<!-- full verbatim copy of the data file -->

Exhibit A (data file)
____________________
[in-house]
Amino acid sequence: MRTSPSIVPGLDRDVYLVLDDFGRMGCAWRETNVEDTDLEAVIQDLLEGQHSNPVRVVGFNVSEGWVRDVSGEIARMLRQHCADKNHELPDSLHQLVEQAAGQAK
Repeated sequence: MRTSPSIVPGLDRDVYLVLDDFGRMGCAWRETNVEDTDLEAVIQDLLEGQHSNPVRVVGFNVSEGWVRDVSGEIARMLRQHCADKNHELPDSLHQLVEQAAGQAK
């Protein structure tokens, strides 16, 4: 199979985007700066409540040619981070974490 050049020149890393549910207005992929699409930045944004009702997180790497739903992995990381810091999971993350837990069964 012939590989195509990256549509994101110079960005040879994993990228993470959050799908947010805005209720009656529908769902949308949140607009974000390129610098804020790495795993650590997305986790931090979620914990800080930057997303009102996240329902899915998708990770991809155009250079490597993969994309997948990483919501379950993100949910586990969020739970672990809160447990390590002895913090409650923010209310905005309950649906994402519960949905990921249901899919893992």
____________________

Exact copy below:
[in-house]
Amino acid sequence: MRTSPSIVPGLDRDVYLVLDDFGRMGCAWRETNVEDTDLEAVIQDLLEGQHSNPVRVVGFNVSEGWVRDVSGEIARMLRQHCADKNHELPDSLHQLVEQAAGQAK
Repeated sequence: MRTSPSIVPGLDRDVYLVLDDFGRMGCAWRETNVEDTDLEAVIQDLLEGQHSNPVRVVGFNVSEGWVRDVSGEIARMLRQHCADKNHELPDSLHQLVEQAAGQAK
């Protein structure tokens, strides 16, 4: 199979985007700066409540040619981070974490 050049020149890393549910207005992929699409930045944004009702997180790497739903992995990381810091999971993350837990069964 012939590989195509990256549509994101110079960005040879994993990228993470959050799908947010805005209720009656529908769902949308949140607009974000390129610098804020790495795993650590997305986790931090979620914990800080930057997303009102996240329902899915998708990770991809155009250079490597993969994309997948990483919501379950993100949910586990969020739970672990809160447990390590002895913090409650923010209310905005309950649906994402519960949905990921249901899919893992």